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Early Settlements
Early Settlements
Early Settlements
Early Settlements
Early Settlements
Early Settlements
Early Settlements
Early Settlements
Early Settlements
Early Settlements
Early Settlements
Early Settlements
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Early Settlements

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Early Settlements

Early Settlements

Published in: Education, Spiritual
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    • 1. UNITED STATES HISTORY I CHAPTER 3: EARLY SETTLEMENTS IN PENNSYLVANIA By Sara Emami
    • 2. UNITED STATES HISTORY I CHAPTER 3: EARLY SETTLEMENTS IN PENNSYLVANIA GROUP ASSIGNMENT: In your groups of 4-5, discuss several reasons why people migrate to other nations. Please list causes of immigration? What are past and present day examples? Why would YOU move to another nation? Spend 10 minutes discussing your thoughts as today’s lecture is centered on Settlements in Pennsylvania. Papers will be graded by this evening. I will have your grade posted on Turnitin.com. Remember, there are no papers due this Sunday. First current event presenters will present next Monday.
    • 3. UNITED STATES HISTORY I CHAPTER 3: EARLY SETTLEMENTS IN PENNSYLVANIA By Sara Emami
    • 4. European Background and Early Settlements of Pennsylvania  European Background and Early Settlements The rise of nation-states in Europe ◦ age of discovery  Wars in southern Germany caused many Germans to migrate eventually to Pennsylvania.  The struggle in England between the Crown and  The Reformation led to religious ferment and division.
    • 5. Continued… - Quakers, Puritans, and Catholics from England, German Pietists from the Rhineland, Scotch Calvinists via Ireland, and Huguenots from France. - Great economic changes took place in Europe in the 17th century. - The old manorial system was breaking down, creating a large class of landless men ready to seek new homes. - An increase in commerce
    • 6. REFORMATION (REVISITED)  The Protestant Reformation was the European Christian reform movement that established Protestantism as a constituent branch of contemporary Christianity.  It began in 1517 when Martin Luther published The Ninety-Five Theses, and concluded in 1648 with the Treaty of Westphalia that ended years of European religious wars.
    • 7.  Exploration  The English based their claims in North America on the discoveries of the Cabots (1497), while the French pointed to the voyage of Verrazano in 1524. The Spanish claim was founded on Columbus' discovery of the West Indies, but there is evidence that Spanish ships sailed up the coast of North America as early as 1520.  Captain John Smith journeyed from Virginia up the Susquehanna River in 1608, visiting the Susquehannock Indians.  In 1609 Henry Hudson, an Englishman in the Dutch service, sailed the Half Moon into Delaware Bay, thus giving the Dutch a claim to the area.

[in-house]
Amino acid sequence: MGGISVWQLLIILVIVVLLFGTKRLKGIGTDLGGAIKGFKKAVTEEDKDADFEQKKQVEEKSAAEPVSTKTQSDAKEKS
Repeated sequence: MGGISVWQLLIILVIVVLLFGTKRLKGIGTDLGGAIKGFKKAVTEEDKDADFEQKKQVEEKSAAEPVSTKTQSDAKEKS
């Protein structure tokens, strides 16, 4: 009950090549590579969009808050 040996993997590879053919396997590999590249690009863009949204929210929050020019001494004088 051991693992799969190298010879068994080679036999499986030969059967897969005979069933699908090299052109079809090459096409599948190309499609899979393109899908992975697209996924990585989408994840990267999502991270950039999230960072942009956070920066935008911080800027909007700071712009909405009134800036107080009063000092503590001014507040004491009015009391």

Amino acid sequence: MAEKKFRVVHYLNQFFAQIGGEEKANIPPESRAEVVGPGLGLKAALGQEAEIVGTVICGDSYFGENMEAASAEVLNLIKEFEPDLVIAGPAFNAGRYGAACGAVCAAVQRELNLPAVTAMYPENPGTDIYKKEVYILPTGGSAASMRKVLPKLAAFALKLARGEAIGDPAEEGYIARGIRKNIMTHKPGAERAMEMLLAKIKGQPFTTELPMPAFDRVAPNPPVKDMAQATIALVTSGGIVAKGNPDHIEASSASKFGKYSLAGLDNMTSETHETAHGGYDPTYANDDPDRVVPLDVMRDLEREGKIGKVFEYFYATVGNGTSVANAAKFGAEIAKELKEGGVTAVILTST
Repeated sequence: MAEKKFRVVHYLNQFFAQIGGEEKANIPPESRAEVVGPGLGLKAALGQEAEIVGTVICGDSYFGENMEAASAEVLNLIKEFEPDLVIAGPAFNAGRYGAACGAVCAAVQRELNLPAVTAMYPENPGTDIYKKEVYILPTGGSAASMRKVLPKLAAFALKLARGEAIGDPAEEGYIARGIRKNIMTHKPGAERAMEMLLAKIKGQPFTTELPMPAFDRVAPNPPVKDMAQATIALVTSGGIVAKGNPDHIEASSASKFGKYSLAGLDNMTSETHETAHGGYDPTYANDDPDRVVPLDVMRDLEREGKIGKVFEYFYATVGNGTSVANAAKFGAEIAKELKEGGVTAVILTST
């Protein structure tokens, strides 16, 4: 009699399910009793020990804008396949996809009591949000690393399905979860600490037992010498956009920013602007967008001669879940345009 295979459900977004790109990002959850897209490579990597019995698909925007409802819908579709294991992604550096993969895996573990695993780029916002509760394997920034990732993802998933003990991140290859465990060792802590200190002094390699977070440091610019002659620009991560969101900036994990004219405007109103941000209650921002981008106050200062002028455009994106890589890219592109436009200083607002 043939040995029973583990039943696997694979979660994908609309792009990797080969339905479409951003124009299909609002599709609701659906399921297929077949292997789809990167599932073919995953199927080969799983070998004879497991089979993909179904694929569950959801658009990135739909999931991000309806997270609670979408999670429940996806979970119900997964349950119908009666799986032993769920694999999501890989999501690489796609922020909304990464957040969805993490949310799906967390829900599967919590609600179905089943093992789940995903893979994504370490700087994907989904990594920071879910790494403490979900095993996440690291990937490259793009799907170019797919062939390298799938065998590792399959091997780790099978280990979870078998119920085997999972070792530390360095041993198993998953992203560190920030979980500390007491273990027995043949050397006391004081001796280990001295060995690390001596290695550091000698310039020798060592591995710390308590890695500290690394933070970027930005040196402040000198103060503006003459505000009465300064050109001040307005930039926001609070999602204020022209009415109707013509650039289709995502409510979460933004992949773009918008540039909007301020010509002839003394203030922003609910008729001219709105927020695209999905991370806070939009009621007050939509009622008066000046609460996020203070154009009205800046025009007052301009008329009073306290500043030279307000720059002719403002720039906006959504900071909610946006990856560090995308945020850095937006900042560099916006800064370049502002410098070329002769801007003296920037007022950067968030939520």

• 8. …continued In 1610 Captain Samuel Argall of Virginia visited the bay and named it for Lord de la Warr, governor of Virginia. Dutch navigators Cornelis Hendricksenm (1616) and Cornelis Jacobsen (1623) explored the Delaware region  -trading posts in 1620s – 1640s
    • 9. The Colony of New Sweden, 16381655  The Colony of New Sweden, 1638-1655 The Swedes were the first to make permanent settlement (1637-1638)  In 1643 ◦ Governor Johan Printz of New Sweden  Established capital of Tinicum Island within the present limits of Pennsylvania, where there is now a state park bearing his name.
    • 10. Dutch Dominion on the Delaware, 1655-1664, and the Duke of York's Rule, 1664-1681  Trouble broke out between the Swedes and the Dutch, who had trading posts in the region.  In 1655 Governor Peter Stuyvesant of New Netherlands seized New Sweden and made it part of the Dutch colony.  In 1664 the English seized the Dutch possessions in the name of the Duke of York, the king's brother.  Except when it was recaptured by the Dutch in 1673-1674, the Delaware region remained under his jurisdiction until 1681. English laws and civil government were introduced by The Duke of Yorke's Laws in 1676.
    • 11. THE QUAKER PROVINCE: 16811776 THE FOUNDING OF PENN William Penn and the Quakers  Penn was born in London on October 24, 1644 the son of Admiral Sir William Penn.  Despite high social position and an excellent education, he shocked his upper-class associates by his conversion to the beliefs of the Society of Friends, or Quakers, then a persecuted sect.  He used his inherited wealth and rank to benefit and protect his fellow believers. Despite the unpopularity of his religion, he was socially acceptable in the king's court because he was trusted by the Duke of York, later King James II.
    • 12. Society of Friends The origins of the Society of Friends lie in the intense religious ferment of 17th century England. George Fox is credited with founding it in 1647, though there was no definite organization before 1668. The Society's rejections of rituals and oaths, its opposition to war, and its simplicity of speech and dress soon attracted attention, usually hostile.

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